Mother and Father stood shaking, huddled together with Wardi and my brothers. In a numbness of horror, they watched as bulldozers plowed through the ruins, knocking down much of what had not already blown apart or tumbled. At last, Father said—to my brothers or to God, they were never sure—’Forgive them.’ Then he led them back to Gish.”
          —Father Elias Chacour

          In its third verdict (Feb. 1952), the court blamed the villagers for depending on promises from the military ruler of Galilee, instead of benefiting from the legal remedy which was given to them by the court in its first relevant verdict….While the Israeli authorities recognized the right to return of the villagers in principle, officials resisted implementing this right. Said Golda Meir in 1972:

          It is not only consideration of security [that prevent] an official decision regarding Bi’rim and Iqrit, but the desire to avoid [setting] a precedent. We cannot allow ourselves to become more and more entangled and to reach a point from which we are unable to extricate ourselves.”

          Meron Benvenisti notes how it has been argued that the villagers of Iqrit and Bi’rim are not the only present-absentees in Israel, and therefore recognizing their right of return is perceived as setting a “dangerous precedent” that would be followed by other similar demands. However, Benvenisti himself has argued that it could be a positive precedent if the Iqrit villagers were to be allocated the small amount of empty land they need to establish a community settlement on their own land.

          The operational name of the Munich massacre of Israeli athletes in 1972 was named after this town and Kafr Bir’im…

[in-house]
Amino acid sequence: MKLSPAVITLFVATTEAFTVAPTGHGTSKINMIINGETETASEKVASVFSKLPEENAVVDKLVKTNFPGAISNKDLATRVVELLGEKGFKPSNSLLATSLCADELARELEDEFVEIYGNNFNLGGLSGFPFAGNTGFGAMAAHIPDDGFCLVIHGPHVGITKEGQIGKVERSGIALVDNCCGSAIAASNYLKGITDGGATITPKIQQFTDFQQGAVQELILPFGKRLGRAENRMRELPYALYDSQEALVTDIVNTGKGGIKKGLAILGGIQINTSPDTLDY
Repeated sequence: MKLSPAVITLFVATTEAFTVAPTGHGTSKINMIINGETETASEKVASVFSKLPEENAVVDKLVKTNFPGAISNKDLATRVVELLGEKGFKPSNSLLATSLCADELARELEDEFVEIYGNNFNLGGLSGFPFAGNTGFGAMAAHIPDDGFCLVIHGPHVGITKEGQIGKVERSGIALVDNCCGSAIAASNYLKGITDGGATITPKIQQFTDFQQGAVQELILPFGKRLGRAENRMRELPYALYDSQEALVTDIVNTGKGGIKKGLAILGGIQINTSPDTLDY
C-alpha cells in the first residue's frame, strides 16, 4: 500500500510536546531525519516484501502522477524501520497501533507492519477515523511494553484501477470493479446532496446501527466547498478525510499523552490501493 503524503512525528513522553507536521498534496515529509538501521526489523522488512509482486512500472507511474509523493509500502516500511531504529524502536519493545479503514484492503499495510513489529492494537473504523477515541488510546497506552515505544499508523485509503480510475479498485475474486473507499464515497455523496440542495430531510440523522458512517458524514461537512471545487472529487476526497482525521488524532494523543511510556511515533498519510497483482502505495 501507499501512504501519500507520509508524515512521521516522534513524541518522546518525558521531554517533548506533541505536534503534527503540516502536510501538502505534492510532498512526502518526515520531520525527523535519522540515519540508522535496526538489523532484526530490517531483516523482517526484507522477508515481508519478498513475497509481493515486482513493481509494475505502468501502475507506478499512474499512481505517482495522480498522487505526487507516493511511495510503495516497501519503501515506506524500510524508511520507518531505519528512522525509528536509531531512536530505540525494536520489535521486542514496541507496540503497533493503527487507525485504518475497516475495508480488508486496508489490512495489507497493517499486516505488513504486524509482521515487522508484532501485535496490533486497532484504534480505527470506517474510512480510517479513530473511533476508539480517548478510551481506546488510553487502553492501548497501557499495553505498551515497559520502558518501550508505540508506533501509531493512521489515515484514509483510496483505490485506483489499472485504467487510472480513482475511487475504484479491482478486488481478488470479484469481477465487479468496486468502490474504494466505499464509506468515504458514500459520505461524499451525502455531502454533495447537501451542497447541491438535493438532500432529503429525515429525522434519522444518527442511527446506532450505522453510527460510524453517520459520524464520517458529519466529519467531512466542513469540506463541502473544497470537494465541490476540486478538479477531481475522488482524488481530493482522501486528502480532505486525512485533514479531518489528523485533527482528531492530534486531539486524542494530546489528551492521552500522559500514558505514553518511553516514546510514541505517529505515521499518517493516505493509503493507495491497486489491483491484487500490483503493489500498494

A present absentee is a Palestinian who fled or was expelled from his home in Palestine by Jewish or Israeli forces, before and during the 1948 Arab-Israeli war, but who remained within the area that became the state of Israel. Present absentees are also referred to as internally displaced Palestinians (IDPs). The term applies to the present absentee’s descendants too…Present absentees are not permitted to live in the homes they were expelled from, even if they live in the same area, the property still exists, and they can show that they own it. They are regarded as absent by the Israeli government because they left their homes, even if they did not intend to leave them for more than a few days, and even if they did so involuntarily…If the definition is restricted to those displaced in the 1948 war and its immediate aftermath and their descendants, some 274,000 Arab citizens of Israel – or 1 in 4 Palestinians in Israel – are internally displaced Palestinians…As it was for most other Palestinian refugees, the homes and properties of internally displaced Palestinians were placed under the control of a government body, the Custodian of Absentees’ Property via legislation that includes the 1948 Emergency Regulation Concerning Absentee Property (a temporary measure) and the 1950 Absentee Property Law…Unlike other Palestinian refugees, the internally displaced Palestinians and others who remained inside what became Israel were made citizens by the Citizenship Law of July 1952. That same year Israel requested that UNRWA transfer responsibility for registering and caring for internally displaced persons to Israel and basic humanitarian assistance was provided to the internally displaced for a time….Military administrative rule (1948–1966) restricted the movement of Arab citizens of Israel, and it combined with the Absentees’ Property Laws to prevent internally displaced citizens from physically returning to their properties to reclaim their homes. According to the Absentees’ Property Laws, “absentees” are non-Jewish residents of Palestine who had left his usual place of residence for any place inside or outside the country after the adoption of the partition of Palestine resolution by the UN. Under these laws, “absentee” property owners were required to prove their “presence” in order to gain recognition of their ownership rights by the Israeli government. However, all ownership rights of “absentees” belong to the government-appointed Custodian of Absentee Property, and any person including the “absentee” owner himself found occupying, building, or being “present” on such properties would be violating the law and risk expulsion and demolition…Some villagers like those of Ghassibiya, Bir’im and Iqrit whose petitions to the Israeli High Court to have their property rights recognized were accepted in the 1950s, but they were physically prevented from reclaiming their properties by military administrative authorities who refused to abide by the court rulings and declared the villages closed military zones.